‘The Meating Place for dismembers only!’
The Body Shop – aka Body Shop; Shrieks in the Night and later retitled Doctor Gore – is a 1973 American horror film written, directed and starring former TV horror host and magician J.G. Patterson Jr.
The film stars Jenny Driggers, Roy Mehaffey, Linda Faile, Jan Benfield, Jeannine Aber, Candy Furr, Vickie O’Neal and Jerry Kearns. Future directors Worth Keeter (credited as the “special horror consultant”) and William Girdler (credited with music, music editor and sound effects) also worked on the film.
Patterson worked on a number of Herschell G. Lewis’ in a special effects capacity and was an associate producer on The Gruesome Twosome (1967). He also produced Axe (1974). He died of cancer in 1975 in Charlotte, North Carolina; in fact, he chain smokes throughout The Body Shop!
Mad scientist Dr. Don Brandon (J.G. Patterson Jr.) loses his wife Anitra in a tragic car accident. He and his hunchback assistant Gregory begin kidnapping women for re-animation experiments to bring her back to life…
‘Two flaws keep Dr. Gore from the ranks of Lewis’s bloody triumphs. First and most obviously, the pacing often lags. As in Patterson’s Electric Chair, some scenes pulse with an inspired rhythm, while others plot tediously with little or no music or dialogue. Second, the focus is solely on the doctor. Unlike the H.G. Lewis films, there are no good people to care about…” David Elroy Goldweber, Claws & Saucers
‘Equally not as thought-out is Patterson’s point-and-shoot direction, inert enough to make Lewis look like a Palme d’Or contender. Shots of a two-character conversation don’t match; one scene begins with the clapboard in clear view, as if Patterson simply didn’t care anymore. His alarming ineptitude is exactly what Doctor Gore, also known as The Body Shop, has going for it.’ Rod Lott, Flick Attack
‘Amidst nonsensical and frequent jump cuts, an amazing electronic and organ-based score, and ghastly, but theatrical looking gore, you STILL have J.G. Patterson’s giant head and hilarious musical interludes with country singer Bill Hicks. Dialogue is insane and hilarious. Doctor Gore is a fantastically bizarre movie and should be heralded as a classic. You’ll laugh, cringe, and drop your jaw.’ Bleeding Skull!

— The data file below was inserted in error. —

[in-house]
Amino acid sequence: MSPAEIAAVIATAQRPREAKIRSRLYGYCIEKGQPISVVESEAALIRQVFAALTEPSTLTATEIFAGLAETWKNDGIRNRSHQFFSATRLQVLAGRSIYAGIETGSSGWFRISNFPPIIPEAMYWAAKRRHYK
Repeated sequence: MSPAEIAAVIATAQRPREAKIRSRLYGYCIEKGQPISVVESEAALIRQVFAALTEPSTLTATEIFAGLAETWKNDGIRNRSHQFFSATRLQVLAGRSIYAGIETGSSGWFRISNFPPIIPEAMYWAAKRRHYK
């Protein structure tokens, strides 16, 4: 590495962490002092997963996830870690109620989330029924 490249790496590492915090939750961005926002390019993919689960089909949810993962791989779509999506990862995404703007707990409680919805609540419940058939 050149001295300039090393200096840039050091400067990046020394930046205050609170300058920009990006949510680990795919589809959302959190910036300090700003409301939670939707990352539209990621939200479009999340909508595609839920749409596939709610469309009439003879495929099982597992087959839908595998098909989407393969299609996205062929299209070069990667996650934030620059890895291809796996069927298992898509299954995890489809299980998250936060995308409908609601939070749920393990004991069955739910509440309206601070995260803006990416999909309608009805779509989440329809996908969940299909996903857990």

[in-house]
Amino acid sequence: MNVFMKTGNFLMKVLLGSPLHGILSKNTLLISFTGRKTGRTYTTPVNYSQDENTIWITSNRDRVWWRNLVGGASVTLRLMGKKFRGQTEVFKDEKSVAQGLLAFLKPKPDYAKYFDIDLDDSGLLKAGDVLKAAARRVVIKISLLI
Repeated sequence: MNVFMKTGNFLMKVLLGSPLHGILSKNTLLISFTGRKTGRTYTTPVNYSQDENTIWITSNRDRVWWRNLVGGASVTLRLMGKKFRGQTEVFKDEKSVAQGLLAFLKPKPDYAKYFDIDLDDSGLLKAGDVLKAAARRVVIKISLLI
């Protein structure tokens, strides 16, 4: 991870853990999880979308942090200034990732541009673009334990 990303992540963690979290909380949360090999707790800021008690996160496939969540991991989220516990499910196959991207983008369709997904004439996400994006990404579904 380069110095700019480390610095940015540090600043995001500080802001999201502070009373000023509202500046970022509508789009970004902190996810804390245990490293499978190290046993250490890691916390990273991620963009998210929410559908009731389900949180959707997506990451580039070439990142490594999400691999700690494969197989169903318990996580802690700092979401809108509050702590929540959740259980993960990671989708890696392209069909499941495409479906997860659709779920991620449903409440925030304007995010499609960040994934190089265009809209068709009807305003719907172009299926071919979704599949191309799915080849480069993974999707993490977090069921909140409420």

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” …hard-to-endure, slow-moving movie.” Michael J. Weldon, The Psychotronic Video Guide
“Doctor Gore is silly, shoddy and very, very slow. Terrible leaps of plotting suggest numerous missing scenes – but believe me – you’re grateful they are not included, anything to speed up things […] Doctor Gore plods, and its basic idea is so hackneyed there’s nothing to look forward to.” Stephen Thrower, Nightmare USA
“Without any story, or even an ending (it just suddenly stops), Body Shop is distinguished only by the fact that William B. Girdler, who went on to a brief career as a horror director, wrote the music and contributed to the effects.” John Stanley, Creature Features
“There’s numerous instances where footage is repeated or outtakes are used to extend the scene (there’s a memorable instance of the clapboard being withdrawn hastily from the shot). Patterson constantly smokes throughout the film, but he can’t seem to maintain continuity on a single one of those cancer sticks. They just leap in and out of his mouth like bad magic.” Nate Yapp, Classic Horror
Overlook Castle, North Carolina
The film was originally titled Anitra, as can be glimpsed on the film’s slate board, lazily included in the trailer!